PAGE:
• In the present invention a self standing carbon sheet is used as anode which obviates the use of a dedicated copper current collector normally used in lithium ion batteries and also eliminates completely the slurry coating procedure which essentially involves a mixing of different ingredients viz., conducting material, binding material and a slurring agent and the coating process thereby enabling large reduction in the cost. Further, the carbon sheet possesses the following physical characteristics:
    Thickness : 0.3-0.35 mm
    Density : 0.5 g/cc
    Electrical resistivity : < 0.005 Ωcm
    Flexural strength : >40 MPa
    Porosity : >70%
    Gas permeability : 2.5-3.0 cc/sec
  • This highly porous texture is helpful in holding the electrolyte which is very essential for the ion mobility during charge discharge. Further, the very low resistivity of the materials reduces the internal resistance of the cell thereby exhibiting high current capability.
  • Fig. 1 shows the initial discharge curves of carbon paper at 0.2 and 1C rate when cycled between 0.01-1.5V. Initial discharge capacities of the carbon sheet are around 200-240 and 100-140 mAh/g at 0.2 and 1C rate respectively. A very low irreversible capacity (< 5 mAh/g) is obtained in both the cases. This charge/discharge process is coupled with intercalation and de-intercalation of lithium to in the layers of carbon. Low irreversible capacity is due to the formation of very thin SEI (Solid Electrolyte Interphase) layer, which consumes small amount of Li+ ions.
  • Figure 2 shows the variation of discharge capacity at 0.2 and 1C rate with the number of cycles when cycled between 0.01-1.5V. At the end of 50th cycle, the carbon sheet retains 90-97% at 0.2 and 1C rates. This excellent cycling stability is achievable due to the thin SEI layer formed in the first cycle which assists further movement of Li+ ions to in the fiber textured carbon. Specific capacity is nothing but discharge capacity per gram of active material.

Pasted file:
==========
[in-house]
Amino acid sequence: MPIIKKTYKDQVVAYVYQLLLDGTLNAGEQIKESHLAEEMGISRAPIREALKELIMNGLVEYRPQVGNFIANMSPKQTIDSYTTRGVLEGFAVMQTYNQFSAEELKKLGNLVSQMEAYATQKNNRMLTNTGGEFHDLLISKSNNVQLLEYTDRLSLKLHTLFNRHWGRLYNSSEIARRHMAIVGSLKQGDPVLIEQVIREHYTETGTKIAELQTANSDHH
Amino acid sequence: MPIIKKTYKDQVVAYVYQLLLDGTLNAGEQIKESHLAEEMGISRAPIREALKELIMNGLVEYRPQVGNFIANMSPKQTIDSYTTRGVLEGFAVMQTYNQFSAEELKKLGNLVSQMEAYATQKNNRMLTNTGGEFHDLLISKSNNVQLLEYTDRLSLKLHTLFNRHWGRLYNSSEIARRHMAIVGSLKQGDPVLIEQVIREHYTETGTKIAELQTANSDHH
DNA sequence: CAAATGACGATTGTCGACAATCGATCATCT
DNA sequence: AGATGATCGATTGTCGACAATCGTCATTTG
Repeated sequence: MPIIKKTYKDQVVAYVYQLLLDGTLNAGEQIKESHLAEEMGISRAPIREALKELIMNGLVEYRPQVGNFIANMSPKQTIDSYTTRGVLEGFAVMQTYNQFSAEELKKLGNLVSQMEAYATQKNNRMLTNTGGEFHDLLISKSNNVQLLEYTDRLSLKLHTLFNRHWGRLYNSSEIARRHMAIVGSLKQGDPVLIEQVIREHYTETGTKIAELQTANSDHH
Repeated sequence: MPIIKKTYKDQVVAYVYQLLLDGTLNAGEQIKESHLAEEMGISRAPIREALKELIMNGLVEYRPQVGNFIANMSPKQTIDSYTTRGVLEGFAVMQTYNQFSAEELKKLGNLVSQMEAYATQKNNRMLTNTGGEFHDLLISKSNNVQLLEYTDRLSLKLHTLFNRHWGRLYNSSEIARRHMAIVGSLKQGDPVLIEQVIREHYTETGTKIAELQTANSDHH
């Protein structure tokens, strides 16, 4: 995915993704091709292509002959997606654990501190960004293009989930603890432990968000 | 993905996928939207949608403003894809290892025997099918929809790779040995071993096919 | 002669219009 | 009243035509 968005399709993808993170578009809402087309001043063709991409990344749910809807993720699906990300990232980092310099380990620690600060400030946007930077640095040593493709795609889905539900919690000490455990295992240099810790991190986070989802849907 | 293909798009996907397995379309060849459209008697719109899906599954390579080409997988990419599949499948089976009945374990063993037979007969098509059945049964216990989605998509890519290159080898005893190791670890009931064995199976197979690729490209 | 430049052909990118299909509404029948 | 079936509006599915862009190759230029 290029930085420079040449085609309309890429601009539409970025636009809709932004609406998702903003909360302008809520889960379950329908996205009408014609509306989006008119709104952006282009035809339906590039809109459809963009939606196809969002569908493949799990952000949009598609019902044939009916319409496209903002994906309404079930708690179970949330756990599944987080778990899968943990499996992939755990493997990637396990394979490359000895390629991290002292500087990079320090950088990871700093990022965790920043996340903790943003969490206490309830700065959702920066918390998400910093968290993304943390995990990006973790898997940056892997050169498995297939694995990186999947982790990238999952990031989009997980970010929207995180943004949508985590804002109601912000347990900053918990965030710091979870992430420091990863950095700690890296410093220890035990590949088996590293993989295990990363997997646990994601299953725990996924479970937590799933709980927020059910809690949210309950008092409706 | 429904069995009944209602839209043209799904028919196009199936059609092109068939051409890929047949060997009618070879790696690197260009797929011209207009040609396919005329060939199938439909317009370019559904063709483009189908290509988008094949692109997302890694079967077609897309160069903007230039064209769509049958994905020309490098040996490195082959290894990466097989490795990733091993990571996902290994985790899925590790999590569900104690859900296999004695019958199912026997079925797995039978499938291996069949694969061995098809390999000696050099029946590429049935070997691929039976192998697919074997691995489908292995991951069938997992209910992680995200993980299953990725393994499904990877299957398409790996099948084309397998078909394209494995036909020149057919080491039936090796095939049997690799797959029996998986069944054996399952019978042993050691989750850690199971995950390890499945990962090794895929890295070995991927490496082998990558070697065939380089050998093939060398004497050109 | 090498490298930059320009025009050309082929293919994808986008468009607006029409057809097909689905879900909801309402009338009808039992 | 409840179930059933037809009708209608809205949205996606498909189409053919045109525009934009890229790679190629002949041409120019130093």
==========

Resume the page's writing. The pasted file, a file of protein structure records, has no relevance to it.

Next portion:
• Present invention provides a high voltage, high performance layered cathode material for lithium ion batteries which comprises lithiated cobalt oxide having space group, R3-m symmetry that includes the divalent cation of copper and magnesium in the transition metal sites. (R3-m is a crystallographic notation for the layered lithium cobalt oxide material)The divalent metal cation provides structural stability and high conductivity to the layered lithium cobalt oxides.
  • Dual doped Lithium cobalt oxide has the general formula

            LiMxNyCo1-x-yO2

    • wherein x and y are positive values (0.01≤x, y≤0.2)
    • M is Magnesium (divalent alkaline earth metal cation)
    • N is Copper (divalent transition metal cation).
  • The present invention is to improve the structural as well as cycling stability at high voltages suggest the addition of divalent transition metal cation Cu and alkaline earth metal cation Mg. Divalent transition metal cations increase the cycling stability at high voltage (4.6V) besides divalent alkaline earth metal cation provides structural stability.
  • The present invention increases the capacity and provides good structural as well as cycling stability at high voltages (4.6V) due to mixed dopant effects of divalent Mg and Cu ions. The dopants increase the cell volume, which provides more space for lithium intercalation/deintercalation and shorter lithium diffusion path lengths. Dopants (Mg and Cu) leads to the simultaneous presence of Co4+ and to a smaller extent of intermediate spin Co3+(1s) ions both contributing to enhanced conductivity.